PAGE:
On February 13, 2011, Lantis was assigned to Defendant Troy Guest's ("Guest") work crew at the Work Center, where Lantis worked until March 10, 2011. The Work Center provides minimum-security supervision over inmates to prepare them for release to the community. At the Work Center, residents are expected to work, either at their own jobs, or by performing community service. The Work Center has a "pass" system in place, whereby inmates may apply for permission to leave the Work Center on a short term basis. Through this pass system, an inmate may leave the Work Center for "appropriate purposes, " such as employment, medical appointments, and shopping. Unlike in the Jail, Work Center inmates are responsible for coordinating their own medical care, including payment for treatment. Therefore, if an inmate expresses an inability to pay for his medical care he may be reassigned to the Jail, where medical care is no longer the inmate's financial responsibility and is provided by trained medical staff.
On February 25, 2011 and March 1, 2011, Guest authorized passes for Lantis to pick up his prescriptions. On March 10, 2011, Lantis again requested a pass from Guest for the purpose of going to the West Salem Medical Clinic, Shopko, and Dollar Tree to get his testosterone and other medications. Guest denied Lantis's request. Guest states that he denied Lantis's request because Lantis could not provide an explanation for why he did not pick up all necessary medication on his two previous approved leaves. In response to the pass denial, Lantis asked to file a formal grievance with Guest, to which Guest responded by threatening to file a disciplinary report against Lantis. When Lantis told Guest that he could not work because of his illness, Guest informed Lantis that he was fired from his work crew and charged Lantis with two Work Center rule violations: (1) "behavior that seriously disrupts routine facility operations, " and (2) "refusing to obey an order." Lantis immediately appealed Guest's denial of the pass to Defendant Dale Bradley ("Bradley"), a Sergeant in the Institutions Division and the primary supervisor at the Work Center.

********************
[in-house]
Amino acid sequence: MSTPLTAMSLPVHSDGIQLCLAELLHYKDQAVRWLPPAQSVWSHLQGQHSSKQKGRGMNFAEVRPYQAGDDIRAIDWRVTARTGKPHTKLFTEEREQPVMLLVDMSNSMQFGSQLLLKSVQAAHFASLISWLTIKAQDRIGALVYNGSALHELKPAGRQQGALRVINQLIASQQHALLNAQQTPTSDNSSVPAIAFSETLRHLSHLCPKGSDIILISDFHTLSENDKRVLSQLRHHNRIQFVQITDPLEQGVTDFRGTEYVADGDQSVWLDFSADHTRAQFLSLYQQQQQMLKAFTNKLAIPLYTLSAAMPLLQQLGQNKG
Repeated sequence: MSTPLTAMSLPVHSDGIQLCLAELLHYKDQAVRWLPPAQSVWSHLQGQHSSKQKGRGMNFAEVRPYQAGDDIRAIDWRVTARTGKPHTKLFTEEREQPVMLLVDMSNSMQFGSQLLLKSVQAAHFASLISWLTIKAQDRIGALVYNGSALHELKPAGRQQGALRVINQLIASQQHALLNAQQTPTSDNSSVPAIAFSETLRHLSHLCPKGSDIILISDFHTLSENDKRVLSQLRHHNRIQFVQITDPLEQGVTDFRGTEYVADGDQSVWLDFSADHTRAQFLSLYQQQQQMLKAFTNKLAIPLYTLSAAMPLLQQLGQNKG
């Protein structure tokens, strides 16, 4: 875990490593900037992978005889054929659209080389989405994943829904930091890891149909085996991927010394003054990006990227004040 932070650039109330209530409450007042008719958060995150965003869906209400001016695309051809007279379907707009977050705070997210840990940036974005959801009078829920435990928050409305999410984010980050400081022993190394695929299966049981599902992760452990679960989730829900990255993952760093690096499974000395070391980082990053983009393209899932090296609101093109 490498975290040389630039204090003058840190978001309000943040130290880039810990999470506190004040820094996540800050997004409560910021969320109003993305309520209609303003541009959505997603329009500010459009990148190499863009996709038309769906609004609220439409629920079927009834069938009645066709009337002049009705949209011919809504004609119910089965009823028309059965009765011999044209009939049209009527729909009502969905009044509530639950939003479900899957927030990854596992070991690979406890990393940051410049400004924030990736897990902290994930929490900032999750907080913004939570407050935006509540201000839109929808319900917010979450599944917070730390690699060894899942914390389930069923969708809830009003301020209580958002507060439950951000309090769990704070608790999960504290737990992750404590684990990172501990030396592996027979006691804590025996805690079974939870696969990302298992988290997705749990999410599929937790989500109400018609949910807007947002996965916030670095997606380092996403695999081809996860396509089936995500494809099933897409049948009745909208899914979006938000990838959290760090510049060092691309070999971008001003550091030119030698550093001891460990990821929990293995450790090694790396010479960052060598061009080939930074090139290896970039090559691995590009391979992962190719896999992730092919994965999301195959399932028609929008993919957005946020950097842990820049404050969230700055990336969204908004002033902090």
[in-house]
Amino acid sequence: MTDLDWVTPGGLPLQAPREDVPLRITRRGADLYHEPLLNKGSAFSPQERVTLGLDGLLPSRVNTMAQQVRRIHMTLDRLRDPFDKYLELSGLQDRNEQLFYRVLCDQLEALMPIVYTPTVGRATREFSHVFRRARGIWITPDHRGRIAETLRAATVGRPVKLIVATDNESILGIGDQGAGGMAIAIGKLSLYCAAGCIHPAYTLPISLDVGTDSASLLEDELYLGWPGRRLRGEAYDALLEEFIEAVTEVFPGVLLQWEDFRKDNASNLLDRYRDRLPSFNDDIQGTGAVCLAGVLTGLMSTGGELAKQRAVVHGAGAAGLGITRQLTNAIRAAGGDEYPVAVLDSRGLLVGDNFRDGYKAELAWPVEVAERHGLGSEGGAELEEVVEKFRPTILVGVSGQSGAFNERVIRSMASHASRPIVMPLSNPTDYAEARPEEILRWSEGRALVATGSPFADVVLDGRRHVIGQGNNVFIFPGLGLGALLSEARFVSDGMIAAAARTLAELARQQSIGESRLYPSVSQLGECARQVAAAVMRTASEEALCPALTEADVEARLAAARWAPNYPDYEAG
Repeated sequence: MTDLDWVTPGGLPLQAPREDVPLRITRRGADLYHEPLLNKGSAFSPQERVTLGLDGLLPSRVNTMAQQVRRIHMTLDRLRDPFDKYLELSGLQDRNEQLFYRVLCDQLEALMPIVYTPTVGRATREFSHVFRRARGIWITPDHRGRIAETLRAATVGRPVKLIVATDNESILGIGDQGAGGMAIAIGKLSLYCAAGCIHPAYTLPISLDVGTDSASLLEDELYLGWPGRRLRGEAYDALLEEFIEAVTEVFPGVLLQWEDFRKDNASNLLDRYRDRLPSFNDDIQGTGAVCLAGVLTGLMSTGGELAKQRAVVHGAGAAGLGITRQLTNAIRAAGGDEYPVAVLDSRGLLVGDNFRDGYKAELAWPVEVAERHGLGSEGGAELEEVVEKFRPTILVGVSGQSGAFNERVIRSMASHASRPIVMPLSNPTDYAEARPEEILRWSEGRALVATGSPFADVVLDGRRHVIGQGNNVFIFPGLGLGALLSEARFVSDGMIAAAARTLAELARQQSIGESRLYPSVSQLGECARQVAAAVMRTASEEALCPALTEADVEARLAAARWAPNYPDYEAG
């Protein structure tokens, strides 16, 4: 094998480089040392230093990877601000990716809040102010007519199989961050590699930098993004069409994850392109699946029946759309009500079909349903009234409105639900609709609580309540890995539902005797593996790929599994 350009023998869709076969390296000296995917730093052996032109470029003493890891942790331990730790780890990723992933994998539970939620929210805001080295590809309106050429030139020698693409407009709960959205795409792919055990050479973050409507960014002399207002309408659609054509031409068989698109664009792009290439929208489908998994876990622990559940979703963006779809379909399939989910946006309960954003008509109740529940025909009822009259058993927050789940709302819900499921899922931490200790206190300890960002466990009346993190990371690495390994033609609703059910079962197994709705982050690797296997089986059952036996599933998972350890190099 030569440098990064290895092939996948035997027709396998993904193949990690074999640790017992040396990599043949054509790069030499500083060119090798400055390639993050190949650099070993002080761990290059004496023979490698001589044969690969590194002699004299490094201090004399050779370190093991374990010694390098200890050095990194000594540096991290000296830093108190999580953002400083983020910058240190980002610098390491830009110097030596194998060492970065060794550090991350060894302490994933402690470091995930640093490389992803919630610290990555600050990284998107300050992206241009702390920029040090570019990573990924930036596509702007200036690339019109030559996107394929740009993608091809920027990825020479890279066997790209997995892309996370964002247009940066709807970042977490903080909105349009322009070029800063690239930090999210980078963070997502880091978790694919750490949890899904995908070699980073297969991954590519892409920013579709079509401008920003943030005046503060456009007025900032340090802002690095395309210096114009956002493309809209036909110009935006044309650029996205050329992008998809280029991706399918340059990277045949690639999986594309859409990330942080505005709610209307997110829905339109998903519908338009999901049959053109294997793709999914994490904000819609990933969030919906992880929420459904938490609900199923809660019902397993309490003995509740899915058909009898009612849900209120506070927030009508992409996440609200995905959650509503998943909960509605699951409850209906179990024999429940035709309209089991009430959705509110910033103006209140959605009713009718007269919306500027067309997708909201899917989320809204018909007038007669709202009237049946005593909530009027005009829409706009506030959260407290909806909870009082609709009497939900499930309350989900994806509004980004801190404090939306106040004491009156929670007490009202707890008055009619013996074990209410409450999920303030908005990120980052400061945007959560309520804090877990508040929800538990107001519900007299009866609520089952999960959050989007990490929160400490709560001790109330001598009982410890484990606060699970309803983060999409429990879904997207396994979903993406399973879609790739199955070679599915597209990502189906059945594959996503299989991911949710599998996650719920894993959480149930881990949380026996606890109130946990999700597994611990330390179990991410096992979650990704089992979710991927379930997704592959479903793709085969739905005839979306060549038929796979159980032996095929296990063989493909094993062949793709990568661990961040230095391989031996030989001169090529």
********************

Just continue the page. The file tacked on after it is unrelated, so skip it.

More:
In response to Lantis's appeal, Bradley examined Lantis's medications and found four prescriptions, none of which were testosterone and all of which were dispensed on Lantis's previous visit to the pharmacy on February 25, 2011. Lantis informed Bradley that he needed the third pass to obtain testosterone, but was unable to afford it, and that he was too infirm to work without the testosterone. Bradley determined that Lantis was abusing the pass system by requesting leave to visit the pharmacy on March 10, 2011 when "[Lantis] had no intention to make any purchases there." Bradley also decided that Lantis needed to return to the Jail because Lantis "refused to" work and the Work Center could not adequately attend to his medical needs.
Subsequently, Lantis requested an administrative review of his rule violation charges, and Deputy Derek Hayman ("Hayman") conducted a hearing on March 17, 2011. The Hearing Report shows that Hayman found Lantis guilty of disruptive behavior and not guilty of refusing to obey an order. The Hearing Report also upheld Lantis's reassignment from the Work Center to the Jail based on Lantis's inability to receive appropriate medical care at the Work Center. As further explanation for the reassignment, the Hearing Report found that Lantis should not have been argumentative with the deputies.